Ojie reveals tears of joy followed his shock Birmingham success

By Nick Mashiter, PA

New British champion Ojie Edoburun revealed his emotion after his surprise 100m victory sent him to the World Championships.

Sprinter Edoburun won at the British Championships in Birmingham on Saturday to book his spot in Great Britain’s squad for next month’s World Championships in Doha.

He qualified alongside Adam Gemili, who finished second, as European champion Zharnel Hughes came third.

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Ojie Edoburun, second left, wins the 100m at the British Championships (Simon Cooper/PA)
Ojie Edoburun, second left, wins the 100m at the British Championships (Simon Cooper/PA)

Edoburun, who ran 10.18 seconds to win by a thousandth of a second, said: “I burst into tears (after winning). I have had so many setbacks. Not injuries per se but the psychology of athletics.

“To have a tough mental head is something that has taken me four years to figure out what works for me.

“I am still young. I kept saying the first year I got a medal here I was 19 and I haven’t got a medal since – and that goes to show the naivety you have when you are young sometimes pays off. It has taken me four years to figure things out.”

The championships acted as trials for the British team to reach Qatar.

Hughes will almost certainly be given the selectors’ discretionary pick after missing the top two and the result means Reece Prescod will not go to Doha.

Prescod, who reached the 100m final in 2017 and came second at last year’s European Championships, sat out the trials as he continues to battle a hamstring injury.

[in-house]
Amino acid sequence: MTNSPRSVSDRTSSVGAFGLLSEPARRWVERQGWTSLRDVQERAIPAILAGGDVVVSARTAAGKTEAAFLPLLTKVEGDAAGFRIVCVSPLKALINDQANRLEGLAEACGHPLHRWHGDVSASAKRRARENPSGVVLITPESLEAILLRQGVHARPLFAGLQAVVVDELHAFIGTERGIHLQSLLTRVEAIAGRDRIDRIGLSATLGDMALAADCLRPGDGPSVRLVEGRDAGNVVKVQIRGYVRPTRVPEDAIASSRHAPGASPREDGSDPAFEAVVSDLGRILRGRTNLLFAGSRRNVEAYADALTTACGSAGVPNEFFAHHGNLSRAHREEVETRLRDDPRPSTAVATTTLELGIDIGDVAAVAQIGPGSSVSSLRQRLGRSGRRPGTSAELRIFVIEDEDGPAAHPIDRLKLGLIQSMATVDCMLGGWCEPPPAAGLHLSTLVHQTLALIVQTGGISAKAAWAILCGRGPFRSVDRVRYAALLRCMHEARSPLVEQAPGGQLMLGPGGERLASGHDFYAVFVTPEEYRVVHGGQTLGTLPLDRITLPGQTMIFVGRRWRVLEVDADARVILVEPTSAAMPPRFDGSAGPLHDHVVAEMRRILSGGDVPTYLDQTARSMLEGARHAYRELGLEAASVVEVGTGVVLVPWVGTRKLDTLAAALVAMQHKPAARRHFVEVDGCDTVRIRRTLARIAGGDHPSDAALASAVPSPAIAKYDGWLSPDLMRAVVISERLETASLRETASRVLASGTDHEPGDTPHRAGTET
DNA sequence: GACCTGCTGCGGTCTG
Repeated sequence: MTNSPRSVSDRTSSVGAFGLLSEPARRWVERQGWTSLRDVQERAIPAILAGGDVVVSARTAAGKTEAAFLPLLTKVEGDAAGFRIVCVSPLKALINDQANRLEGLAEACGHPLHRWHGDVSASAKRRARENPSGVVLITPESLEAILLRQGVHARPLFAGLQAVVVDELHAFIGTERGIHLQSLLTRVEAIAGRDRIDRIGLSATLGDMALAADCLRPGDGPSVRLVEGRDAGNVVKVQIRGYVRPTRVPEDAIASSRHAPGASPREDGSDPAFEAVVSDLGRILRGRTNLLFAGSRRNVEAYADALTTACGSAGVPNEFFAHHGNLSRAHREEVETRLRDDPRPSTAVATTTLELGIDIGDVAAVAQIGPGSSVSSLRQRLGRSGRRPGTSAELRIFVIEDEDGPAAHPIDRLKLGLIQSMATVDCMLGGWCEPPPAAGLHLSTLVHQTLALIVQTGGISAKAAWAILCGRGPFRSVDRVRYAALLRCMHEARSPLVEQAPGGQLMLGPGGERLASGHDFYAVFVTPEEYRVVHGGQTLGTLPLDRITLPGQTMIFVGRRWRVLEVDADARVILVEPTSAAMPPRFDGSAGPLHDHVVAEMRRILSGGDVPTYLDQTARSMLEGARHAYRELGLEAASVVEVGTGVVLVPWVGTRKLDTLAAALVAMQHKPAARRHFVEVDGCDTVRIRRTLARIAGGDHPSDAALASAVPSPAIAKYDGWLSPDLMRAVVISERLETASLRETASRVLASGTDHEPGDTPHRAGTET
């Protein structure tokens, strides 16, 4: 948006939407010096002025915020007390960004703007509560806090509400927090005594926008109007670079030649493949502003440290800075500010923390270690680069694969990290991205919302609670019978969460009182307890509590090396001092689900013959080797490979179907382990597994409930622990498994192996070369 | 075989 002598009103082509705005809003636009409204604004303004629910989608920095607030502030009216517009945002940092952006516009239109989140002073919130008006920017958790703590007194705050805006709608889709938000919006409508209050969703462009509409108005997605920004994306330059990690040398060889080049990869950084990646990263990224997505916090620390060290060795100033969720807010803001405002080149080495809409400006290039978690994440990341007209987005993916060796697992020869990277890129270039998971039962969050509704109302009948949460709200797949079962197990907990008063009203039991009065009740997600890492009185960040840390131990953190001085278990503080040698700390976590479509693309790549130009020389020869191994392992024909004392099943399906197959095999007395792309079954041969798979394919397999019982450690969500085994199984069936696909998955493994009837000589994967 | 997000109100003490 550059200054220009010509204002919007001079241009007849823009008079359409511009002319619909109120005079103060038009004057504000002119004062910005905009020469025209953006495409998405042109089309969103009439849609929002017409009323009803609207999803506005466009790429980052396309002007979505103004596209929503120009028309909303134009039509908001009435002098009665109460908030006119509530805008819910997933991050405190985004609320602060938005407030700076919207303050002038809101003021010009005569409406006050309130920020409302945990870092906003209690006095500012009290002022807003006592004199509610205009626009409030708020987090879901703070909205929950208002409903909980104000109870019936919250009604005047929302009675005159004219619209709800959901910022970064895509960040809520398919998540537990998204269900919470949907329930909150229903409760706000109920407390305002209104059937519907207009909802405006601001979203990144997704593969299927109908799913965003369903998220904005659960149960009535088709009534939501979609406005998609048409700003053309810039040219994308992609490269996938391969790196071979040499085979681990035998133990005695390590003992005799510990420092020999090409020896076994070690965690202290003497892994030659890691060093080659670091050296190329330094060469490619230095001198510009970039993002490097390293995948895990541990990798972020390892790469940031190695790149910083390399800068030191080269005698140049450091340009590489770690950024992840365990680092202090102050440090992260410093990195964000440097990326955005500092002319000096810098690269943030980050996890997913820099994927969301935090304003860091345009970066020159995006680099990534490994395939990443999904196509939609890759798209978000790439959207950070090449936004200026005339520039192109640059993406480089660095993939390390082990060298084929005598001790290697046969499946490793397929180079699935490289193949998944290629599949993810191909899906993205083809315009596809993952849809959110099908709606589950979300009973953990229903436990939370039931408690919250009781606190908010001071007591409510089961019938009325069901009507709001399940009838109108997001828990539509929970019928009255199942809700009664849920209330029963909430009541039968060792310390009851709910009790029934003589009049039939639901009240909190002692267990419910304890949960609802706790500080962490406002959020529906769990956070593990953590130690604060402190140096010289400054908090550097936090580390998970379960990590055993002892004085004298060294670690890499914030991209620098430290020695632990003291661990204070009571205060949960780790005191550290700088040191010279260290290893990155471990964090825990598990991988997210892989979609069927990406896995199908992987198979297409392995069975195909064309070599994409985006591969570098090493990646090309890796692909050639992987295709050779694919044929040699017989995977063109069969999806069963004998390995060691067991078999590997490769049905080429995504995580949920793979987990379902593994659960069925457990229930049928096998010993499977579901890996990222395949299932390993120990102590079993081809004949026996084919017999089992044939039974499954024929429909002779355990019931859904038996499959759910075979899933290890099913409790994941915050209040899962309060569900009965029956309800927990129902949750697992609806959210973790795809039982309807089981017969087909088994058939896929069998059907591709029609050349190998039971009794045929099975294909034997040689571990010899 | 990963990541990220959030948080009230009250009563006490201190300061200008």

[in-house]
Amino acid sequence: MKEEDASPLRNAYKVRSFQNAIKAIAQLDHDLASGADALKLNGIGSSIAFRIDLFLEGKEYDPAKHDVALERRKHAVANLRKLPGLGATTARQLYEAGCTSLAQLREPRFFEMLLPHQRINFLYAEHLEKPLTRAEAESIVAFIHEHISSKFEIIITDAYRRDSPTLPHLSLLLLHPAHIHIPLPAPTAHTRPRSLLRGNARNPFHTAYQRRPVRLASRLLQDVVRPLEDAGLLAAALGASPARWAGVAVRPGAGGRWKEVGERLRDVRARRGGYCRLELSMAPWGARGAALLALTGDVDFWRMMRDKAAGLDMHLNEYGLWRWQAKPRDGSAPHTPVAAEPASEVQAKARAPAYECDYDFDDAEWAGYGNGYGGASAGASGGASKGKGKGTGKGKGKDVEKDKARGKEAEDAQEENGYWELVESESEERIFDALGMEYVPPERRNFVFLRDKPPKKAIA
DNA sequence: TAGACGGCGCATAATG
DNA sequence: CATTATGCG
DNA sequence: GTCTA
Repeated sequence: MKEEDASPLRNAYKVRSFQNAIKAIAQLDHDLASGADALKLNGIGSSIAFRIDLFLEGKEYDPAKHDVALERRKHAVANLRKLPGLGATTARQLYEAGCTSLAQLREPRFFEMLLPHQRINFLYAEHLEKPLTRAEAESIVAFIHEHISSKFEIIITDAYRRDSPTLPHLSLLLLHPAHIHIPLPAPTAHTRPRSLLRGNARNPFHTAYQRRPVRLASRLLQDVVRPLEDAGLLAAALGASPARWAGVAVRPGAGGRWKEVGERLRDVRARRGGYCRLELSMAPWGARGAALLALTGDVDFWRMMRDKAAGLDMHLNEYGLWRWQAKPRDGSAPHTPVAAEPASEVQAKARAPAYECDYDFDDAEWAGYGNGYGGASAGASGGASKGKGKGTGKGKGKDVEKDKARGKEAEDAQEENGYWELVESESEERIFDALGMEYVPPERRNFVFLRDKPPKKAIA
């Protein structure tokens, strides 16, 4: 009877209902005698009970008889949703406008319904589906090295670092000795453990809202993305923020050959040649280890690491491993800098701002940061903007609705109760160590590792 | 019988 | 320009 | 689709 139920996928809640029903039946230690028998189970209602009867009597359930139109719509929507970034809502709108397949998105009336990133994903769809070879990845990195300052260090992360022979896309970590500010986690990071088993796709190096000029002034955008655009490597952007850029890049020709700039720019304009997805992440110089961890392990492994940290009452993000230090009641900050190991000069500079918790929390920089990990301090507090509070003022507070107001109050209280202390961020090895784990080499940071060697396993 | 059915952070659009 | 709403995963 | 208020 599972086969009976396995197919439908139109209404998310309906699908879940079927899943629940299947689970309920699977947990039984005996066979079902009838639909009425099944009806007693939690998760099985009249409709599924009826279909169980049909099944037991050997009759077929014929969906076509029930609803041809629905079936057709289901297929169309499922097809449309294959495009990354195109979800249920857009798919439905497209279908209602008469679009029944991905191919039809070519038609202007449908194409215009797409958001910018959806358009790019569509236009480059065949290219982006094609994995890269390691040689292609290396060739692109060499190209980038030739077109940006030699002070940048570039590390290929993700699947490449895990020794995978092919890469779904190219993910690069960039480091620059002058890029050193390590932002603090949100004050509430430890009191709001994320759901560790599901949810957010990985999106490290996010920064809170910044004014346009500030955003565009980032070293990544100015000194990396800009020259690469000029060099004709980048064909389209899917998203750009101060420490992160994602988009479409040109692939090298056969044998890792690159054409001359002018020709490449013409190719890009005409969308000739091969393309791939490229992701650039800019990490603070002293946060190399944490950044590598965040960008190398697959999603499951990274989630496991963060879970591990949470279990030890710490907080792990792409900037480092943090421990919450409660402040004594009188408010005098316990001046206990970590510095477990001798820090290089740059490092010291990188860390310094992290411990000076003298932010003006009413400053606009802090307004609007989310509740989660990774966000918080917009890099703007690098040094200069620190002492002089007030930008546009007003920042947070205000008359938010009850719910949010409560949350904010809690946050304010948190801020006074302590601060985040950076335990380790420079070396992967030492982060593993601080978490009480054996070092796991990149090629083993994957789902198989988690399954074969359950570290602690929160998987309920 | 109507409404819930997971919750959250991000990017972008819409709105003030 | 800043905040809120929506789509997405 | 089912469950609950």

Hughes, who runs in the 200m on Sunday, added: “It was a terrible race, I’m not happy with that but I made the team, I’m in the top three.

Ojie Edoburun is congratulated by Zharnel Hughes, top (Simon Cooper/PA)
Ojie Edoburun is congratulated by Zharnel Hughes, top (Simon Cooper/PA)

“I still have some time leading up to Doha and I’ll use that time to get sharper and come back again.”

Triple European champion Dina Asher-Smith set a new championship record of 10.96 seconds after winning the 100m ahead of Asha Philip.

“I am happy first and foremost to get the business done and qualify for the World Championships,” said Asher-Smith, who will run the 100m and 200m in Doha.

“I have been talking about it all year but there is no point talking about it unless you have qualified. I am really happy.

Dina Asher-Smith celebrates after setting a new championship record in the women’s 100m (Simon Cooper/PA)
Dina Asher-Smith celebrates after setting a new championship record in the women’s 100m (Simon Cooper/PA)

“When you’ve got two rounds in a day you run it as if you were at a World Championship semi and final.

“That’s always the plan, to mimic the World Championships, so that’s exactly what I was doing.”

The 23-year-old’s record came after confusion when the trackside clock stopped at 11.03 seconds before the official time was finalised.

She added: “Yeah, 11.03 to 10.96 – that’s quite a big drop isn’t it? Normally it’s a couple of hundredths – to go from 11.03 to 10.96 is quite a big drop but I’m not complaining.”

Katarina Johnson-Thompson competed in the shot put and 100m hurdles (Simon Cooper/PA)
Katarina Johnson-Thompson competed in the shot put and 100m hurdles (Simon Cooper/PA)

Heptathlon hopeful Katarina Johnson-Thompson ran 13.57 seconds to come fourth in the 100m hurdles and threw 12.60 metres to finish eighth in the shot put.

She is fine-tuning her events ahead of Doha and competes in the javelin on Sunday having come second in the long jump, behind heptathlon rival Nafi Thiam, at last week’s Diamond League meet in Birmingham.

She said: “I’m disappointed with the hurdles, but obviously the wind didn’t help. I think I just needed those two races under my belt.”

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